The example in Chapter 4, Calling SAS Procedures, submits SAS statements to call the REG procedure. The example preforms a linear regression of the wind_kts variable by the min_pressure variable of the Hurricanes data. The following program repeats the same analysis, but does it by submitting statements to R:

declare DataObject dobj; dobj = DataObject.CreateFromFile("Hurricanes"); dobj.GetVarData( "wind_kts", w ); /* Step 1 */ dobj.GetVarData( "min_pressure", p ); /* send matrices to R */ run ExportMatrixToR( w, "Wind" ); /* Step 2 */ run ExportMatrixToR( p, "Pressure" ); print "-------------- In R ---------------"; /* Step 3 */ submit / R; Model <- lm(Wind~Pressure, na.action="na.exclude") # 3a ParamEst <- coef(Model) # 3b Pred <- fitted(Model) Resid <- residuals(Model) print (ParamEst) # 3c endsubmit; print "----------- In SAS/IML -------------"; run ImportMatrixFromR( pe, "ParamEst" ); /* Step 4 */ print pe[r={"Intercept" "min_pressure"}]; /* add variables to the DataObject */ dobj.AddVarFromR( "R_Pred", "Pred" ); /* Step 5 */ dobj.AddVarFromR( "R_Resid", "Resid" ); ScatterPlot.Create(dobj, "min_pressure", "R_Resid");

The output from this program is shown in Figure 11.3. The program consists of the following steps:

The GetVarData method of the DataObject class copies the data for the wind_kts and min_pressure variables into SAS/IML vectors named

and`w`.`p`These vectors are sent to R by the ExportMatrixToR module. The names of the corresponding R vectors that contain the data are

and`Wind`.`Pressure`-
The SUBMIT statement with the R option is used to send statements to R. Note that comments in R begin with a hash mark (#, also called a number sign or a pound sign).

The

function computes a linear model of Wind as a function of Pressure. The`lm`option specifies how the model handles missing values (which in R are represented by NA). In particular, the`na.action=`option specifies that the`na.exclude`function should not omit observations with missing values from residual and predicted values. This option makes it easier to merge the R results with the original data.`lm`Various information is retrieved from the linear model and placed into R vectors named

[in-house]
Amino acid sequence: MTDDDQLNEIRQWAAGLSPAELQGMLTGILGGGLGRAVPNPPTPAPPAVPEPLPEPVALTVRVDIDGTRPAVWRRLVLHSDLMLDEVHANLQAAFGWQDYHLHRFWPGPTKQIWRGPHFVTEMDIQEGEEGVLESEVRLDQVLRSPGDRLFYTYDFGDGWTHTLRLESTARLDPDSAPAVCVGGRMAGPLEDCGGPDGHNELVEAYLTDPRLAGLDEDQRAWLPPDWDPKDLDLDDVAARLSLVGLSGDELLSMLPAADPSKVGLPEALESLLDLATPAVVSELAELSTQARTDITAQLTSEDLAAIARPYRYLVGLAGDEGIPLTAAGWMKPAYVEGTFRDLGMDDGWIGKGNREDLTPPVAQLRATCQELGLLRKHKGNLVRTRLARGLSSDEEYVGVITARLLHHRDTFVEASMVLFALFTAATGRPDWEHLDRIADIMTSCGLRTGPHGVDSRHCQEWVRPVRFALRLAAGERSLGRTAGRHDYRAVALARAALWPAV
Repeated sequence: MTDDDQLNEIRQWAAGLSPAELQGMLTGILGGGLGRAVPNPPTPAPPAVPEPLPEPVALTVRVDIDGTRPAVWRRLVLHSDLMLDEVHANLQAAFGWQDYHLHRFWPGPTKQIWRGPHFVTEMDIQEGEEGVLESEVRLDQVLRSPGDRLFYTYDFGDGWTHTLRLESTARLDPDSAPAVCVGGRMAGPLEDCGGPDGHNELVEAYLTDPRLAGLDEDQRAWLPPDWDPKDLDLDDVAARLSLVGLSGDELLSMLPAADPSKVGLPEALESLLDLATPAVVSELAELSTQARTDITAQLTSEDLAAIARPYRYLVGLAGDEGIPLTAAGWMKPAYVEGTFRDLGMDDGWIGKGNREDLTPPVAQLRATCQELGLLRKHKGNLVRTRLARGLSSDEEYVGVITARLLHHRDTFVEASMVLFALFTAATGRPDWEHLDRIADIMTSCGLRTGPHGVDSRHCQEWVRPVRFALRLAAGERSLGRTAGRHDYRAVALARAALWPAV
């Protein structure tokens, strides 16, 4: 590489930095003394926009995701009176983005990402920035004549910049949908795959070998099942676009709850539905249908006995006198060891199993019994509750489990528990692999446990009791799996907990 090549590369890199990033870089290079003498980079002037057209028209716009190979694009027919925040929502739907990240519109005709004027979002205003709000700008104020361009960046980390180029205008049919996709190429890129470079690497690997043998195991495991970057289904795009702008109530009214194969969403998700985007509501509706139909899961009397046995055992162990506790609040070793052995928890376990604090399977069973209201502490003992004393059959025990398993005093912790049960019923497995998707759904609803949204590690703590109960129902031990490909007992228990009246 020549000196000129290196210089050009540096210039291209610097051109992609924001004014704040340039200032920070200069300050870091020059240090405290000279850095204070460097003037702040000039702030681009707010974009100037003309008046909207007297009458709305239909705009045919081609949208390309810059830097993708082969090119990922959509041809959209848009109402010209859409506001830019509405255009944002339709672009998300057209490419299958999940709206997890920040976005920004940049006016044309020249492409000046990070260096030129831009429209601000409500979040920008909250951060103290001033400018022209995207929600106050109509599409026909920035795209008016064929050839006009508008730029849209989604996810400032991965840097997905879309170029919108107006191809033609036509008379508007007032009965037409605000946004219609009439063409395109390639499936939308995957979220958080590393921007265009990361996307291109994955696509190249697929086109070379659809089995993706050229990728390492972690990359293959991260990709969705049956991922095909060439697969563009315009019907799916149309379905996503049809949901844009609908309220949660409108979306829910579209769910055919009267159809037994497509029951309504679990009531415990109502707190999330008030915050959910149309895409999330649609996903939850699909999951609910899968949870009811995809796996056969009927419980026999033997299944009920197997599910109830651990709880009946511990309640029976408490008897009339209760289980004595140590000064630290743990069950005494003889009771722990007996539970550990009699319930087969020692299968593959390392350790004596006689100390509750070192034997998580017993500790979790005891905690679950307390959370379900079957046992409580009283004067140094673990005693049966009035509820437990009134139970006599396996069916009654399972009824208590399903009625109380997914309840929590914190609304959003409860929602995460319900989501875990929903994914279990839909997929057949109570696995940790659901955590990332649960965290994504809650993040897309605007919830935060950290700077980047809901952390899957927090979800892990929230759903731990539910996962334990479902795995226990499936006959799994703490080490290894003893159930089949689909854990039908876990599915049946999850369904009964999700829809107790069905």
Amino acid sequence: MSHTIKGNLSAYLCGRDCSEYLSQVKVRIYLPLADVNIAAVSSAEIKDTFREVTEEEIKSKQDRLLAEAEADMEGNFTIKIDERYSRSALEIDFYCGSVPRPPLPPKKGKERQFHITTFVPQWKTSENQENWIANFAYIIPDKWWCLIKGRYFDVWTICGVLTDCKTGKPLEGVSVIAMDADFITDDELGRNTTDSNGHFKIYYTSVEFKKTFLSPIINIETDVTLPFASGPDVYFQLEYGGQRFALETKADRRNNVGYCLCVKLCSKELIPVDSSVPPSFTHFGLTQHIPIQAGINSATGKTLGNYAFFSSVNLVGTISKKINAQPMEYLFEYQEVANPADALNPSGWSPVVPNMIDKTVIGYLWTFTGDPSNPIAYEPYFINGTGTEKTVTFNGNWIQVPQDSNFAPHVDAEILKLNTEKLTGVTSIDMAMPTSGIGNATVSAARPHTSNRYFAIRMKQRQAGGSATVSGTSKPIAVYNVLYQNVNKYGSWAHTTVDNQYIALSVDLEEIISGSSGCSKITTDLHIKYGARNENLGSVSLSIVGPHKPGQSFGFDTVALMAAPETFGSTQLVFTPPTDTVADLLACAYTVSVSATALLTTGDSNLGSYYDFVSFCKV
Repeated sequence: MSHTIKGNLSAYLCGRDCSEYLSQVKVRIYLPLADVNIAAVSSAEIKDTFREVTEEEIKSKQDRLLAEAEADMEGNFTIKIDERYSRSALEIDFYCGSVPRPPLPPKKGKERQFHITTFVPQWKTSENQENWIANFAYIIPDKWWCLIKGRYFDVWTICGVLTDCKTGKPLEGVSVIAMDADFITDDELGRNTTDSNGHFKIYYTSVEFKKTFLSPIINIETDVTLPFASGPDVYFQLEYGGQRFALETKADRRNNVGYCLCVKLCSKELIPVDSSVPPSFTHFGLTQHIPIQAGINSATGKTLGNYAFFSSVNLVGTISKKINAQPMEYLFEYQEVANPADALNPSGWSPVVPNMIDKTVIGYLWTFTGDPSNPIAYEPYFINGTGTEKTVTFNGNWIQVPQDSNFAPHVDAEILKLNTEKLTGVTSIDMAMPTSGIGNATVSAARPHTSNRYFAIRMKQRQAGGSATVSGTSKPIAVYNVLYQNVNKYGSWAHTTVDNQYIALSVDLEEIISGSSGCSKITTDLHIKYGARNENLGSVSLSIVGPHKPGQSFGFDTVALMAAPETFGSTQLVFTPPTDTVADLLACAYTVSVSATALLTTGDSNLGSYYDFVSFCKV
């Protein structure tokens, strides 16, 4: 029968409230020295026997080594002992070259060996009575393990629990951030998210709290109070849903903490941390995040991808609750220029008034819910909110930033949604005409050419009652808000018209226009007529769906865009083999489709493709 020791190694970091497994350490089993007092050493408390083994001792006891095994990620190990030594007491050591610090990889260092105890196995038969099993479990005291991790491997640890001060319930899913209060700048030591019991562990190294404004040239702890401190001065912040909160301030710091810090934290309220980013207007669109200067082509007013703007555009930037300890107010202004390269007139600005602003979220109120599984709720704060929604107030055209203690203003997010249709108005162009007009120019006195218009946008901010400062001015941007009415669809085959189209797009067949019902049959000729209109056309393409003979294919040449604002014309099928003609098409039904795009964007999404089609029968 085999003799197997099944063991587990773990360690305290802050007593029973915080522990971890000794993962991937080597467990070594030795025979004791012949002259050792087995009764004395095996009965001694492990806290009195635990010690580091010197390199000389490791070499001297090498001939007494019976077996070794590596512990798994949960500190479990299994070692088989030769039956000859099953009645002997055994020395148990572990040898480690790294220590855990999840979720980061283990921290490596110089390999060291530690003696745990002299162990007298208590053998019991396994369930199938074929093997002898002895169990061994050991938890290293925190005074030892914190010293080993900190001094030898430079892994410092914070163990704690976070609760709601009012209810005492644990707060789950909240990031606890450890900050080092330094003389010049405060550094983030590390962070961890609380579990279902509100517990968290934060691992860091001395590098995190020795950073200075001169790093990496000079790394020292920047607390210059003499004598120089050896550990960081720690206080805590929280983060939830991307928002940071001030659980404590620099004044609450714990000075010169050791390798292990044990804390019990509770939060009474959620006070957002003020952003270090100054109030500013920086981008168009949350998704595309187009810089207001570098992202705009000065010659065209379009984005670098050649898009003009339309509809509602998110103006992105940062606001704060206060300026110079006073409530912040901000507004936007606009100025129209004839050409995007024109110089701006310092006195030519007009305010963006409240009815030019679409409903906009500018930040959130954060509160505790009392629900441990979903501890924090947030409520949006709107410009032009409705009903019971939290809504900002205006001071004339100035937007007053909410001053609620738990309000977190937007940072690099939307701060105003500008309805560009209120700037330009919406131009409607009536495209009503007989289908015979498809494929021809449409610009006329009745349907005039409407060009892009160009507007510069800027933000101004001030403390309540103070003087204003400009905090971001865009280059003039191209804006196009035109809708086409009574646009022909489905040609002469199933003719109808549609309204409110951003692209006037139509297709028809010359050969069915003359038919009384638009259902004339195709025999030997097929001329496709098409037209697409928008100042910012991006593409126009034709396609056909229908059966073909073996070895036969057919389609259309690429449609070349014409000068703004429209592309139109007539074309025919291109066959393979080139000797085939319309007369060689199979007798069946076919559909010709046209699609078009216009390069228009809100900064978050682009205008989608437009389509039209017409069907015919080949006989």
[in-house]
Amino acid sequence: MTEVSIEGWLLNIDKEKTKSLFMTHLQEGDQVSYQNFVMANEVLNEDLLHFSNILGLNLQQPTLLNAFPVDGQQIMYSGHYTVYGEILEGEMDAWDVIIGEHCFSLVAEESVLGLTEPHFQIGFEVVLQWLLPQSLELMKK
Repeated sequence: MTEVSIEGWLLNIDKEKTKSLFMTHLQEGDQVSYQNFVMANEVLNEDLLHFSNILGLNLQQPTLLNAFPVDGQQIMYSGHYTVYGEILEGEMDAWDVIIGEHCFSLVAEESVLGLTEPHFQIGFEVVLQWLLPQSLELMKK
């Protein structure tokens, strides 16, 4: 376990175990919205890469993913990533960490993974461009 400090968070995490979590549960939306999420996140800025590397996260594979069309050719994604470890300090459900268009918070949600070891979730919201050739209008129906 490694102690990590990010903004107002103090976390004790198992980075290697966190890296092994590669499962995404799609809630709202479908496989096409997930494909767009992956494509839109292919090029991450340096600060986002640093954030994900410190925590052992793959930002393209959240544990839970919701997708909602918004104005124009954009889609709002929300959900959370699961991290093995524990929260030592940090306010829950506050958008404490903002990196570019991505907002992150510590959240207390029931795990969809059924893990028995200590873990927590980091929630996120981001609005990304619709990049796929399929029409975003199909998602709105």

,`ParamEst`, and`Pred`.`Resid`The parameter estimates are printed in R, as shown in Figure 11.3.

The ImportMatrixFromR module transfers the

vector from R into a SAS/IML vector named`ParamEst`. This vector is printed by the SAS/IML PRINT statement.`pe`The

and`Pred`vectors are added to the DataObject. The new variables are given the names R_Pred and R_Resid. A scatter plot of the residual values versus the explanatory variable is created, similar to Figure 6.1.`Resid`

-------------- In R --------------- (Intercept) Pressure 1333.354893 -1.291374 ----------- In SAS/IML ------------- pe Intercept 1333.3549 min_pressure -1.291374

Note that you cannot directly transfer the contents of the ** Model** object. Instead, various R functions are used to extract portions of the

As an alternative to steps 1 and 2, you can call the ExportToR method in the DataObject class. The ExportToR method writes an entire DataObject to an R data frame. For example, after creating the DataObject you could use the following statements to create an R data frame named Hurr:

dobj.ExportToR("Hurr"); submit / R; Model <- lm(wind_kts~min_pressure, data=Hurr, na.action="na.exclude") endsubmit;

The R language is case-sensitive so you must use the correct case to refer to variables in a data frame.

The SUBMIT statement for R supports parameter substitution from SAS/IML matrices, just as it does for SAS statements. For example, you can substitute the names of analysis variables into a SUBMIT block by using the following statements:

YVar = "wind_kts"; XVar = "min_pressure"; submit XVar YVar / R; Model <- lm(&YVar ~ &XVar, data=Hurr, na.action="na.exclude") print (Model$call) endsubmit;

Figure 11.4 shows the result of the ** print(Model$call)** statement. The output shows that the values of the

lm(formula = wind_kts ~ min_pressure, data = Hurr, na.action = "na.exclude")